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Future of Pedal Building would be Affected by Component Scarcity

During the winter and spring of 2021, I found myself staring at a computer screen that was clogged with tabs from my internet browser. Each of these tabs showed the identical processor (also known as a “chip”) and the current stock quantities for a dozen different suppliers. The ongoing scarcity of this particular processor had been foretold in other industries, so when I noticed the stock was dwindling—with my curated lists of vendors at the ready—I started acquiring whatever I could.

Are you meticulous or obsessive? It’s entirely up to you. Perhaps a little of both, but the planning paid off when the first packages of the limited processors arrived at the workshop. You don’t have to be a manufacturer to understand supply shortages; they happen all the time in our modern society, even when there isn’t a global pandemic. Overwhelming demand is frequently to blame.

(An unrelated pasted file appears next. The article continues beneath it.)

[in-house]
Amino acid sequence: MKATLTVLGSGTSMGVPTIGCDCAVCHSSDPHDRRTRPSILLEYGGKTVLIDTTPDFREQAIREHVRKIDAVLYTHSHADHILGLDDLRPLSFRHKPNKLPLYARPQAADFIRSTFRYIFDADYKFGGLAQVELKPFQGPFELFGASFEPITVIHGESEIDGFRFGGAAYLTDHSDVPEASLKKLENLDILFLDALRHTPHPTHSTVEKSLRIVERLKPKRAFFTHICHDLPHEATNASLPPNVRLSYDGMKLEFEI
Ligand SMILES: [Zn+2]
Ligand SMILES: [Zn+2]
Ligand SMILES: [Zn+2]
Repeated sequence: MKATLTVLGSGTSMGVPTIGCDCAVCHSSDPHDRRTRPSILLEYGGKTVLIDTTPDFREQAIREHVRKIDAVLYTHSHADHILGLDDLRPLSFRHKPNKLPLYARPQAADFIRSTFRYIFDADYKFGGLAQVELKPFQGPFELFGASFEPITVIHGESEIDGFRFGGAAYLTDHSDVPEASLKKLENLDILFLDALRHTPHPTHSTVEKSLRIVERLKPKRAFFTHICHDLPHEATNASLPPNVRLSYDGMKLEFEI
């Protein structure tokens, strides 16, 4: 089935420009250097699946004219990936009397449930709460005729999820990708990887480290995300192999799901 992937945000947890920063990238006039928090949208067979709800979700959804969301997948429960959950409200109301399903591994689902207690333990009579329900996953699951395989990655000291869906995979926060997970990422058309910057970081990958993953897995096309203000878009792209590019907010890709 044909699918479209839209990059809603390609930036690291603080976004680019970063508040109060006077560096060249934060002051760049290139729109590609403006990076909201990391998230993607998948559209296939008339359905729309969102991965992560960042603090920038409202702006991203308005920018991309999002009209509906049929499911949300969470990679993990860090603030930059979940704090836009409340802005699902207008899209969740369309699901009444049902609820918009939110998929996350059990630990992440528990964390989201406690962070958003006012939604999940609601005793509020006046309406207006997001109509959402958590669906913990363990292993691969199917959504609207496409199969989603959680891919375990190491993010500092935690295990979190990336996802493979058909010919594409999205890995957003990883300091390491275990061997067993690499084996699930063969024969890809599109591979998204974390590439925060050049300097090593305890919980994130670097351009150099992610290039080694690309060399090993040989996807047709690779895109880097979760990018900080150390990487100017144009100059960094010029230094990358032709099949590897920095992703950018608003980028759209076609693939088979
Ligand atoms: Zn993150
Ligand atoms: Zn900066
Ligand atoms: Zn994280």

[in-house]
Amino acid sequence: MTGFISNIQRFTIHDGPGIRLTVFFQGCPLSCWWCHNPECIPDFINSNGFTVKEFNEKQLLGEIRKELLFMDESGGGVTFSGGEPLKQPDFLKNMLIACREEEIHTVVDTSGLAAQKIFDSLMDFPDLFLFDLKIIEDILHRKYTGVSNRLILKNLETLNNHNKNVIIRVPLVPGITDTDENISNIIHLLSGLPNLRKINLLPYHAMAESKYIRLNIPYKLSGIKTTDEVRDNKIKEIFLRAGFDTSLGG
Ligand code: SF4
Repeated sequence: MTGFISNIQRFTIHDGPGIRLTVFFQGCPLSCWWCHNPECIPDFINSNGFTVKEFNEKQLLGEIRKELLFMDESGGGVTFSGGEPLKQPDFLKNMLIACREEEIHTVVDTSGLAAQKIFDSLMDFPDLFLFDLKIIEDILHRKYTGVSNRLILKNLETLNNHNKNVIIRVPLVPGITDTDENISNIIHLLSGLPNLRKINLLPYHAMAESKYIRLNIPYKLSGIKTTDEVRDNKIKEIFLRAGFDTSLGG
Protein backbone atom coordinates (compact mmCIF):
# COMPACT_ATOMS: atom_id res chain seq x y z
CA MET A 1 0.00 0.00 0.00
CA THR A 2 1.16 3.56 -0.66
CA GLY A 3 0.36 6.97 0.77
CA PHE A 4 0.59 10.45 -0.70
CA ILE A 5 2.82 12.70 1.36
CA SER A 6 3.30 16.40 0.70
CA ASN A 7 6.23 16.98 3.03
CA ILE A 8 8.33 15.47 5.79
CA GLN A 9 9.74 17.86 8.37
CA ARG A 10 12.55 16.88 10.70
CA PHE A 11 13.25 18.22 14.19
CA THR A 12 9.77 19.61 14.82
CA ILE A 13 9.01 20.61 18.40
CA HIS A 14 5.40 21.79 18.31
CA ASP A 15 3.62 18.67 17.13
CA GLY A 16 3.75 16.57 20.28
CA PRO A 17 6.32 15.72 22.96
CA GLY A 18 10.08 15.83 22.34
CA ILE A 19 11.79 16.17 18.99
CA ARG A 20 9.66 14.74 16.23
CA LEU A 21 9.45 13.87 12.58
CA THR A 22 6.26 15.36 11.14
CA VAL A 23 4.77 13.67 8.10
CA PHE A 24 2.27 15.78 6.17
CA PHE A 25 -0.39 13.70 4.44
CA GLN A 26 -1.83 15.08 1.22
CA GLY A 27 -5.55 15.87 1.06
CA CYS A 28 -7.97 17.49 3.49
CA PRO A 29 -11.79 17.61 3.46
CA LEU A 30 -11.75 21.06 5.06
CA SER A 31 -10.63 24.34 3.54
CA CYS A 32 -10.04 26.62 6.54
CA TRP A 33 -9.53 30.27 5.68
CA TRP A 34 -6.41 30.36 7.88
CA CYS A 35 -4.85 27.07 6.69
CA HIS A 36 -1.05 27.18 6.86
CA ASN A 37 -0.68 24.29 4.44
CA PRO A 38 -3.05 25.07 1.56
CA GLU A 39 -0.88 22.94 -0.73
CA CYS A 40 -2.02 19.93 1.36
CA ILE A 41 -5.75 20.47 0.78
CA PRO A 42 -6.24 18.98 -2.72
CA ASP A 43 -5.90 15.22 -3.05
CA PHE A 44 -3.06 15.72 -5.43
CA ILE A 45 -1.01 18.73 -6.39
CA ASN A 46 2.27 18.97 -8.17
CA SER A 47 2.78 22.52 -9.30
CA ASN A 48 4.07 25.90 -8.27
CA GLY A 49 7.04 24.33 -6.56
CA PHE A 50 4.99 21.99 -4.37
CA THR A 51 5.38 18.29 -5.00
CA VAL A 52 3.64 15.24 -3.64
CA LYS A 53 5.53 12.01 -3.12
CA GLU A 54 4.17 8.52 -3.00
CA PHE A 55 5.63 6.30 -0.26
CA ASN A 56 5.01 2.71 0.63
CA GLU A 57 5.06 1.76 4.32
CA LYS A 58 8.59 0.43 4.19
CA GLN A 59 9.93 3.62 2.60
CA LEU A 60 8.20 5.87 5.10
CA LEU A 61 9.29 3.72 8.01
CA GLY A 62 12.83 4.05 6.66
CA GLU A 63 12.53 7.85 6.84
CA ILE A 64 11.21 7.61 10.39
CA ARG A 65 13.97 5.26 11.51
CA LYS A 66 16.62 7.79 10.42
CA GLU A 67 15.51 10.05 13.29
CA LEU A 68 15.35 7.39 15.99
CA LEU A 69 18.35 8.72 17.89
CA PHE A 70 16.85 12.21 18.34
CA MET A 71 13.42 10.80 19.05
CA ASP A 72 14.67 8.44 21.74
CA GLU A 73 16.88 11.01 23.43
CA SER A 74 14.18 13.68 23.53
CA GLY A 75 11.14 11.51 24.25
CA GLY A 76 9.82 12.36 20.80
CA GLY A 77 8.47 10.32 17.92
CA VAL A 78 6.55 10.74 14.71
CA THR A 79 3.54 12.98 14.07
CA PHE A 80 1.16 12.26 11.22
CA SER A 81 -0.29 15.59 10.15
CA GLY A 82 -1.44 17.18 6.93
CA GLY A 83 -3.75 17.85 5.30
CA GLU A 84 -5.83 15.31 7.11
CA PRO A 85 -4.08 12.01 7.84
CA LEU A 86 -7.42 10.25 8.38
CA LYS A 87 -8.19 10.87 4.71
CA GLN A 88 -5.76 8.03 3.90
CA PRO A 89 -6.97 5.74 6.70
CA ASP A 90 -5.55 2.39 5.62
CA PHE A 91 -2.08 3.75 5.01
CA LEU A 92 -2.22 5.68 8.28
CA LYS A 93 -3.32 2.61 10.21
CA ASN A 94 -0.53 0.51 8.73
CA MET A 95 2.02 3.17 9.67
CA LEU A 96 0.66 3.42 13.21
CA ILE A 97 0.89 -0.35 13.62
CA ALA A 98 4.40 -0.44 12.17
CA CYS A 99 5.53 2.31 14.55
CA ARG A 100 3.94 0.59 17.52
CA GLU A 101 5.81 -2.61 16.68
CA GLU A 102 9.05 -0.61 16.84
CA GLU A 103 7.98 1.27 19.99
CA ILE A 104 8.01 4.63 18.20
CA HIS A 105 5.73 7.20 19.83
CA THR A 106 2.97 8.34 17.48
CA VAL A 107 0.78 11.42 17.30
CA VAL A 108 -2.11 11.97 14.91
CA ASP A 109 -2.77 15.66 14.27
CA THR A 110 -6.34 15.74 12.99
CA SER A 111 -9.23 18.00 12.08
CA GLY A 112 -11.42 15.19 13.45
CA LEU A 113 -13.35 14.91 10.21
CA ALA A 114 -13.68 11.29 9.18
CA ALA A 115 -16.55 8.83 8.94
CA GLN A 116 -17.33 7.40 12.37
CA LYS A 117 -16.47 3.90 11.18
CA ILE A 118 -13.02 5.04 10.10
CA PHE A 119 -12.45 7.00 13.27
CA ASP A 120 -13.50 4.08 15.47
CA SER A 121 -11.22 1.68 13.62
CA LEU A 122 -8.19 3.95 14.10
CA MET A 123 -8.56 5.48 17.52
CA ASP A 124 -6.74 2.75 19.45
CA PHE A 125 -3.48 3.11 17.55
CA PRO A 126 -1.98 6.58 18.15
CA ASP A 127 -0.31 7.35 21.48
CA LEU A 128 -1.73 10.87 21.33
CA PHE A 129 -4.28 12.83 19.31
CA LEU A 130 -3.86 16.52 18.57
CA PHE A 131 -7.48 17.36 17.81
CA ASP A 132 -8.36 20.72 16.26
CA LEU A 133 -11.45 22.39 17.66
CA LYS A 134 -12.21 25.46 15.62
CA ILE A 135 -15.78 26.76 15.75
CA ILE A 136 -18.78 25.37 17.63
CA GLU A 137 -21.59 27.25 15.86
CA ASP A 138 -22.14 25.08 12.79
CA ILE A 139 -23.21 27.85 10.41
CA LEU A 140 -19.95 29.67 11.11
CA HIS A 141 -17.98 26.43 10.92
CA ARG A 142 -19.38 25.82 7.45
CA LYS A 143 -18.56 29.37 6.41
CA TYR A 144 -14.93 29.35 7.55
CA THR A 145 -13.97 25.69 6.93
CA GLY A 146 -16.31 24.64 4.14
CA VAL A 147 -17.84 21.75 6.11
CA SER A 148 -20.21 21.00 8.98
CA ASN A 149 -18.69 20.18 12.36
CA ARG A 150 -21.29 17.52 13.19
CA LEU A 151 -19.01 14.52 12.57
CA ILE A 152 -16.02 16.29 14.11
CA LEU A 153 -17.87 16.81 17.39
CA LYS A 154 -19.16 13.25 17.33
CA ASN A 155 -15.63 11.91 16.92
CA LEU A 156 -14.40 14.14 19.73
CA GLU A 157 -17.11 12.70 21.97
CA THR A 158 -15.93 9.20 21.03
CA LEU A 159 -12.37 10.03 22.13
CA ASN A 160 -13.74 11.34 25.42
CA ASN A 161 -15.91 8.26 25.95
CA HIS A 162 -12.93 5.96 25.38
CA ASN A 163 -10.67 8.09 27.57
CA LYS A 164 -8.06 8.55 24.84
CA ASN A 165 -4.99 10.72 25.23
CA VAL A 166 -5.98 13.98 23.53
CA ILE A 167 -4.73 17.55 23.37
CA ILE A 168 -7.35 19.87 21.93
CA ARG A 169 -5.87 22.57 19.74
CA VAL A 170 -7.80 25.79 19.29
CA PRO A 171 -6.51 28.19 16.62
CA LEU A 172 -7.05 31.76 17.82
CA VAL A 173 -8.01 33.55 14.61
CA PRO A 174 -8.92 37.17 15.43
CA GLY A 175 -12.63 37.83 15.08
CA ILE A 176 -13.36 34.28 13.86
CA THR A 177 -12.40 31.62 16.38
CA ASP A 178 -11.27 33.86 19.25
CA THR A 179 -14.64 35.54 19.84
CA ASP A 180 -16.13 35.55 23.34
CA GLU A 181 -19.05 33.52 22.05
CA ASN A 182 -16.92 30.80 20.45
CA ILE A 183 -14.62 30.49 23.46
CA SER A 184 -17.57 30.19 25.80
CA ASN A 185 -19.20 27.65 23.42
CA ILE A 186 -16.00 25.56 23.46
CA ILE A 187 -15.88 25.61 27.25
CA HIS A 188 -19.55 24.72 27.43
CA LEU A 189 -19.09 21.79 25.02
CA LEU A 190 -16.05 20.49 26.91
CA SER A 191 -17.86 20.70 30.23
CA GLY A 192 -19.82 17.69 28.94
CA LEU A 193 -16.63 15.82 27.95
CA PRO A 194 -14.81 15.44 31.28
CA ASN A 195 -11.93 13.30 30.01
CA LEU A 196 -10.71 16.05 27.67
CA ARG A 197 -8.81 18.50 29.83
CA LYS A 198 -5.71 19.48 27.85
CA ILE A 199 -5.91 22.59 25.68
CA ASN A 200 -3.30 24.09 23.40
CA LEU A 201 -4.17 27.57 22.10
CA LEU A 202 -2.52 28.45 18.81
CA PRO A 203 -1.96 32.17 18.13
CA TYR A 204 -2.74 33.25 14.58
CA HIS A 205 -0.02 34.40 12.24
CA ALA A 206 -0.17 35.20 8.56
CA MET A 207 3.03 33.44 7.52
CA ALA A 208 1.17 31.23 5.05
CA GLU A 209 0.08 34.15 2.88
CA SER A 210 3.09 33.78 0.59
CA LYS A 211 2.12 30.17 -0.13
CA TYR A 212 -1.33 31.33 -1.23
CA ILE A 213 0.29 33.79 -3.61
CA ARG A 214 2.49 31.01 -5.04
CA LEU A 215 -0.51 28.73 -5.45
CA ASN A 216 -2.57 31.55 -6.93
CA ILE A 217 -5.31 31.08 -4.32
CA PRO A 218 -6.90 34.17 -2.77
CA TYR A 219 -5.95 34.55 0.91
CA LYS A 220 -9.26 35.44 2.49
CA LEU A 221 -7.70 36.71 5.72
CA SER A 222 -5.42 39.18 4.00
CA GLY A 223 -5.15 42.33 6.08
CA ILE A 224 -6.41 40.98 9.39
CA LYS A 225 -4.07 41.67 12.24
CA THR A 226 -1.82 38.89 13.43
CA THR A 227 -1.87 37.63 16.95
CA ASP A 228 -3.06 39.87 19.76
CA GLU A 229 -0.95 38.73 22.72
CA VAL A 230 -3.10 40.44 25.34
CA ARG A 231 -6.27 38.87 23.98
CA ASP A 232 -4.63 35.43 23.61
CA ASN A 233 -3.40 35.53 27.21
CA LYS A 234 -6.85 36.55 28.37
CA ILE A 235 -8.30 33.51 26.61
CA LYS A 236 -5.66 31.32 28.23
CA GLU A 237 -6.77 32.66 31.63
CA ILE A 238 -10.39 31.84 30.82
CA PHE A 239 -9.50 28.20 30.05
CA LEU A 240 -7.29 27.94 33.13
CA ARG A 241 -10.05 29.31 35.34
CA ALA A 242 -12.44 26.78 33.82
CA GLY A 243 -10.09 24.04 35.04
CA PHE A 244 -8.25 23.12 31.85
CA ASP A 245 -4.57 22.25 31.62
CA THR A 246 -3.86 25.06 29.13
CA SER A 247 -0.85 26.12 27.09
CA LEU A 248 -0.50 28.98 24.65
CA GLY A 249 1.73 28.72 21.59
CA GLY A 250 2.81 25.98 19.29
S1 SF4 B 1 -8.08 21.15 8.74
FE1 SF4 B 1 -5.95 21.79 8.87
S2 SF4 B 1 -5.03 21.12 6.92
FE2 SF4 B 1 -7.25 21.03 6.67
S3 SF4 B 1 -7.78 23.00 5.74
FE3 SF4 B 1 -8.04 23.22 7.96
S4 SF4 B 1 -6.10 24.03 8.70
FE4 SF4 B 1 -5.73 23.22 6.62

I was reminded of the moment in Jingle All the Way where Arnold Schwarzenegger and Sinbad go to great measures to obtain the greatest holiday season toy, Turbo Man, while on the lookout for processors. That’s how supply shortages can seem. Global economics is not one of my strong suits. I’m better at logistics for shipping. FOB, Ex Works, ISF bonds, HTS codes, and customs are all part of this underappreciated system.

Now, before you feel obligated to avoid these abbreviations, I’d like to reassure you that I’m not going to go into detail on any of it. The electronics sector has not been spared from the current supply problems, particularly in the field of semiconductors, which are primarily constructed of silicon or germanium. The Taiwan Semiconductor Manufacturing Company (TSMC) manufactures a significant portion of the world’s semiconductors, which are the tiny yet powerful Component that OEM businesses create their products around.

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